I would find it very difficult to find a mentor among people I know. It would be strange to ask, and most people are too busy. Joining organizations is all good and dandy, but the ones I’m a part of have people already over-booked. Why isn’t there a mentor program for adults, like there are for kids?

    • http://michaelhyatt.com Michael Hyatt

      Interestingly, I just stumbled across a website today that represents a new mentoring initiative. It is called The Mentor+ Project. It doesn’t look like they are quite ready to launch, but I love their vision.

  • Anonymous

    In reply to this post.
    http://mentorfreak.com/2012/02/06/re-five-ways-to-find-a-mentor/
    I started writing it in here, but it became too long.  Let me know what you think.

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  • http://somewiseguy.com ThatGuyKC

    Thank you for the practical advice, Daniel. I’m at a place in my career where a mentor would be very advantageous, but have wrestled with how to go about finding and approaching someone to fill that role.

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  • http://www.pamperry.org Pam Perry

    This is great advice. Little different for women and African Americans though. I wrote an article for Preaching Woman magazine.  See http://www.preachingwoman.com/articles_view.asp?articleid=58903&columnid=4495

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  • Guest

    Hi Mr. Hyatt,

    I am 16 years old and contemplating starting  a blog. Besides your site, I read CopyBlogger, Mashable, and Darren Rowse’s ProBlogger. I have heard about the tremendous benefits of finding a mentor to guide and offer advice and feedback on endeavors such as this, especially in the still burgeoning frontier of “new media” involvement. But my current situation is not exactly conducive to my going out and seeking people to take me under their wing. I quit high school because of bullying; I will probably end up “aging out” of the child welfare system, and I am extremely shy and have no friends, and am fearful of the Big Brother implications of Facebook and the rest of the internet. Obviously I don’t have any money of my own to afford expensive marketing packages; I find it difficult and frustrating that many coaches and mentors set their rates far too high for those who would probably be in need of guidance the most. What advice can you or your readers offer for someone like me who is young, well-read, and intelligent but whose life circumstances (that of course I did not choose) leave me with more questions than answers on where and how to pick up and move on — and up?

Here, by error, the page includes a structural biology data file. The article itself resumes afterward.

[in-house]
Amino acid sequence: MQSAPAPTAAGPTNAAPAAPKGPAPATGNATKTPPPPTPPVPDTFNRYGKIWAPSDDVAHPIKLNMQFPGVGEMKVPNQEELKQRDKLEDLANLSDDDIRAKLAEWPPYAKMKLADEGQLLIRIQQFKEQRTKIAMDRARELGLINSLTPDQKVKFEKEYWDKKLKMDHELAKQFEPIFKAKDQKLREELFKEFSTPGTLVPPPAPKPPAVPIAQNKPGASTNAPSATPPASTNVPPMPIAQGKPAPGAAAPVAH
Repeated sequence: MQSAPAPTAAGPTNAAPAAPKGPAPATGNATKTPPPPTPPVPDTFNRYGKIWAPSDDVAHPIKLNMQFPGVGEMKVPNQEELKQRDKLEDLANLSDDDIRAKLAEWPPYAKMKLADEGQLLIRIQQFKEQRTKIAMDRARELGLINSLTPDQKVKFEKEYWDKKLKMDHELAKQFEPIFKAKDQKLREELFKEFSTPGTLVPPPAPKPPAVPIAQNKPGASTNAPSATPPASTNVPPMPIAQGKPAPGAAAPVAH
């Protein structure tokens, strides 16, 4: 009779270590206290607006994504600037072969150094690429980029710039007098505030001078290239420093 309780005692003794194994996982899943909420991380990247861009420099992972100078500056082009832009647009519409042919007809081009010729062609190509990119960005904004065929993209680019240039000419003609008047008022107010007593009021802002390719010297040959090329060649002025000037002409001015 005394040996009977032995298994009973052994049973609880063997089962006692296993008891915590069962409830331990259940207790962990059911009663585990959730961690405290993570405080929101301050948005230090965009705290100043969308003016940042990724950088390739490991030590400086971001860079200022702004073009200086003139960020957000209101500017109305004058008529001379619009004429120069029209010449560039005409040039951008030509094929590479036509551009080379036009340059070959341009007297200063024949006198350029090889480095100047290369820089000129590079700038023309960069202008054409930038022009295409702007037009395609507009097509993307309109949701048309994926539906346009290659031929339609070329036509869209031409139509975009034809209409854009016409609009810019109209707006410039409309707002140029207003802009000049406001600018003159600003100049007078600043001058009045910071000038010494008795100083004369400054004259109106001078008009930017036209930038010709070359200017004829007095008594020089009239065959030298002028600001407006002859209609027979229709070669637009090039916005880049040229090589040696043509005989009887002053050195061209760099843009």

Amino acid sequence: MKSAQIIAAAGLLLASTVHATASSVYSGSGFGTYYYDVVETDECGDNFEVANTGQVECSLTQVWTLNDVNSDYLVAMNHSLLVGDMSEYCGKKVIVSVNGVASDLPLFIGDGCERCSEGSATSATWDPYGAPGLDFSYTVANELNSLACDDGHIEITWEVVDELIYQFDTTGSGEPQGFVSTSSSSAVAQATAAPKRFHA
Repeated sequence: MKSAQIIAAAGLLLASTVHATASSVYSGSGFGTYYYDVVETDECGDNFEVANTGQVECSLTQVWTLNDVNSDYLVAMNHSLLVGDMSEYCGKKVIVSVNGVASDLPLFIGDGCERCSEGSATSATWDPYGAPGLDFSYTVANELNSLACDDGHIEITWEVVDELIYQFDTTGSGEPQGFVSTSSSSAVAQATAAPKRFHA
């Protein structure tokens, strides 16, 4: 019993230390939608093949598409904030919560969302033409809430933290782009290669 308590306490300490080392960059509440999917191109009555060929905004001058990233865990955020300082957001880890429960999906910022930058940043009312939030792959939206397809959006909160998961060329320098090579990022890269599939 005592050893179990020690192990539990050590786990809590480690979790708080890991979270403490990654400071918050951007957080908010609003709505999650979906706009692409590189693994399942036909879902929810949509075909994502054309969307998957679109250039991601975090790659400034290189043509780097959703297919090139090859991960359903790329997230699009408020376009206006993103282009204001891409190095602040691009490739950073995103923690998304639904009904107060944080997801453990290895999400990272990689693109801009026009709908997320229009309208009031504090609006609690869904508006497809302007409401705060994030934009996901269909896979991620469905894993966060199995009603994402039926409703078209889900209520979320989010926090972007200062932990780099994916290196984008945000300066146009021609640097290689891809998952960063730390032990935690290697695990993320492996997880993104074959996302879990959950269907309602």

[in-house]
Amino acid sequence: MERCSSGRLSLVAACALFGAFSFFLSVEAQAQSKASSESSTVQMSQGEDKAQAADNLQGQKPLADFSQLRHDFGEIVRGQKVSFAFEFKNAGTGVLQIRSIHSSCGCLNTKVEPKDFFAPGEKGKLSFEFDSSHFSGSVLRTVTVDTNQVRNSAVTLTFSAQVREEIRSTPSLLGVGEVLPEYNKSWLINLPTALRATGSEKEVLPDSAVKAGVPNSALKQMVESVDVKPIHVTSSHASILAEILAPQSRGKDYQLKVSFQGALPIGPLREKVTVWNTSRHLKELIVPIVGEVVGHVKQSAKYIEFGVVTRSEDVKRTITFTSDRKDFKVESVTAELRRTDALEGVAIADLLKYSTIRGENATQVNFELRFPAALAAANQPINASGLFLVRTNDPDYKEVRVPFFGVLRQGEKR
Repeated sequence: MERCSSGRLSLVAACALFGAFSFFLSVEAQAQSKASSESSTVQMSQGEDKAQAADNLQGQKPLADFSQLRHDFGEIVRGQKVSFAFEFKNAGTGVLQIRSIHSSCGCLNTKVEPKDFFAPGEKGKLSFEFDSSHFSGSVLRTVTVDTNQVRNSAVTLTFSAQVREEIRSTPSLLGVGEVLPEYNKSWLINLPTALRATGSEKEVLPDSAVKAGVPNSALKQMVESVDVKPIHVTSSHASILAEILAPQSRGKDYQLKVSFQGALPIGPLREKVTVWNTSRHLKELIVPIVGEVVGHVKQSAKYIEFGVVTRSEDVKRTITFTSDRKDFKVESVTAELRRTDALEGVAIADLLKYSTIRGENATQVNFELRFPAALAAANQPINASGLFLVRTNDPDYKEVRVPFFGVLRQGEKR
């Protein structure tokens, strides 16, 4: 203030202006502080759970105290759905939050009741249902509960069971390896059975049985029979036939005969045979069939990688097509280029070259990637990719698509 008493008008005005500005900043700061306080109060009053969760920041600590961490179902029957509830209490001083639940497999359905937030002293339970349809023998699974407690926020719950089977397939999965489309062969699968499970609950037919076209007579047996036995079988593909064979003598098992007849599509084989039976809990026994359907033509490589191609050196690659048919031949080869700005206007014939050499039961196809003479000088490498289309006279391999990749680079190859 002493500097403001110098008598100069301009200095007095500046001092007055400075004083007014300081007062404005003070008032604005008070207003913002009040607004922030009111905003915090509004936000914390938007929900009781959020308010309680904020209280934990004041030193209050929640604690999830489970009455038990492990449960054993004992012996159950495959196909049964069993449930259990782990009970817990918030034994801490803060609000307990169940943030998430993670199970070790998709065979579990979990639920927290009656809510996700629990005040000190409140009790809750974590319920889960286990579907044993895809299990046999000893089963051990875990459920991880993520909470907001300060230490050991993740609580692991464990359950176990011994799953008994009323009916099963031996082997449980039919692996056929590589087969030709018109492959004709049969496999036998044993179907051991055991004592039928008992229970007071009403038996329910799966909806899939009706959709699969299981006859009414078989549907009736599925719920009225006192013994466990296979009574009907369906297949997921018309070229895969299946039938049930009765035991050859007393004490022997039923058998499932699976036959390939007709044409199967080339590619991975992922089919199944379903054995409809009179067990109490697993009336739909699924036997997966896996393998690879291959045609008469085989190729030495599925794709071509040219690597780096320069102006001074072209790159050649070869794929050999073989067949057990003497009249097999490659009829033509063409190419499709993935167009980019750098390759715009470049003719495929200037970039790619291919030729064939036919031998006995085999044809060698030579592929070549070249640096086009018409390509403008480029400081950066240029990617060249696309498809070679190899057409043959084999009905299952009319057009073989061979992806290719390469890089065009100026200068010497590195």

I know many people here are going to mention the Bible, and I will probably get some backlash from this, but I am not very religious and tend to view most doctrines as cultural mythology or philosophical principles, written as narratives with characters and plots rather than journalistic nonfictional reportage. Ideological differences aside, I would just like some advice on how to at least manage to find a home for myself and live independently with something that I can channel my interests and skills into… rather than slaving away at a burger joint or (gasp!) going into insurmountable debt at college. Thanks in advance. :-)

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  • Maryselynenekesa

    Thank u for helping me understand how to seek one. l was asking for amentor but l could get disapointed.